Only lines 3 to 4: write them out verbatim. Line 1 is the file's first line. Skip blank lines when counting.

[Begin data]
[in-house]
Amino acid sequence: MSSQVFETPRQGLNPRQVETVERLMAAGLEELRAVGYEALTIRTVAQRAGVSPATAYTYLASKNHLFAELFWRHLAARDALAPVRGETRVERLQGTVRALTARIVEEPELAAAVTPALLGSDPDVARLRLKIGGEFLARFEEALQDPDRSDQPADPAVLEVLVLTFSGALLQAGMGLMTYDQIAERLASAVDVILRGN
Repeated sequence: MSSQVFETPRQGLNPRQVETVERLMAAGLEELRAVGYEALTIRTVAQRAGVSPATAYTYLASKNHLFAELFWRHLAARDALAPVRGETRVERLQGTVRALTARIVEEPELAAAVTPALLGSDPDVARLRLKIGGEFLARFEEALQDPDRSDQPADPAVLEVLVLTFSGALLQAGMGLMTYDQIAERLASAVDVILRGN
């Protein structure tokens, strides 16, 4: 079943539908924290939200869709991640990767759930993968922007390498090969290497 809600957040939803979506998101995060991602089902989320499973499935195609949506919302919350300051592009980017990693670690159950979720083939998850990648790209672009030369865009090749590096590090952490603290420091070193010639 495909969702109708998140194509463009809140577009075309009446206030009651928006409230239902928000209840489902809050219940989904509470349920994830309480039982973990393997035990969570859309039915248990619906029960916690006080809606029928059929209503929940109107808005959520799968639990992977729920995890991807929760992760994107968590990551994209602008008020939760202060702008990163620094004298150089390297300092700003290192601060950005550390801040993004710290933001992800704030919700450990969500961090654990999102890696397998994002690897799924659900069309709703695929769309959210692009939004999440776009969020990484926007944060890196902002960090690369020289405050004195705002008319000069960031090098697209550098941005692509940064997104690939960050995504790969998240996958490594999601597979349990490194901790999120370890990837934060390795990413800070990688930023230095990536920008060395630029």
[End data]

Repeated sequence: MSSQVFETPRQGLNPRQVETVERLMAAGLEELRAVGYEALTIRTVAQRAGVSPATAYTYLASKNHLFAELFWRHLAARDALAPVRGETRVERLQGTVRALTARIVEEPELAAAVTPALLGSDPDVARLRLKIGGEFLARFEEALQDPDRSDQPADPAVLEVLVLTFSGALLQAGMGLMTYDQIAERLASAVDVILRGN
């Protein structure tokens, strides 16, 4: 079943539908924290939200869709991640990767759930993968922007390498090969290497 809600957040939803979506998101995060991602089902989320499973499935195609949506919302919350300051592009980017990693670690159950979720083939998850990648790209672009030369865009090749590096590090952490603290420091070193010639 495909969702109708998140194509463009809140577009075309009446206030009651928006409230239902928000209840489902809050219940989904509470349920994830309480039982973990393997035990969570859309039915248990619906029960916690006080809606029928059929209503929940109107808005959520799968639990992977729920995890991807929760992760994107968590990551994209602008008020939760202060702008990163620094004298150089390297300092700003290192601060950005550390801040993004710290933001992800704030919700450990969500961090654990999102890696397998994002690897799924659900069309709703695929769309959210692009939004999440776009969020990484926007944060890196902002960090690369020289405050004195705002008319000069960031090098697209550098941005692509940064997104690939960050995504790969998240996958490594999601597979349990490194901790999120370890990837934060390795990413800070990688930023230095990536920008060395630029």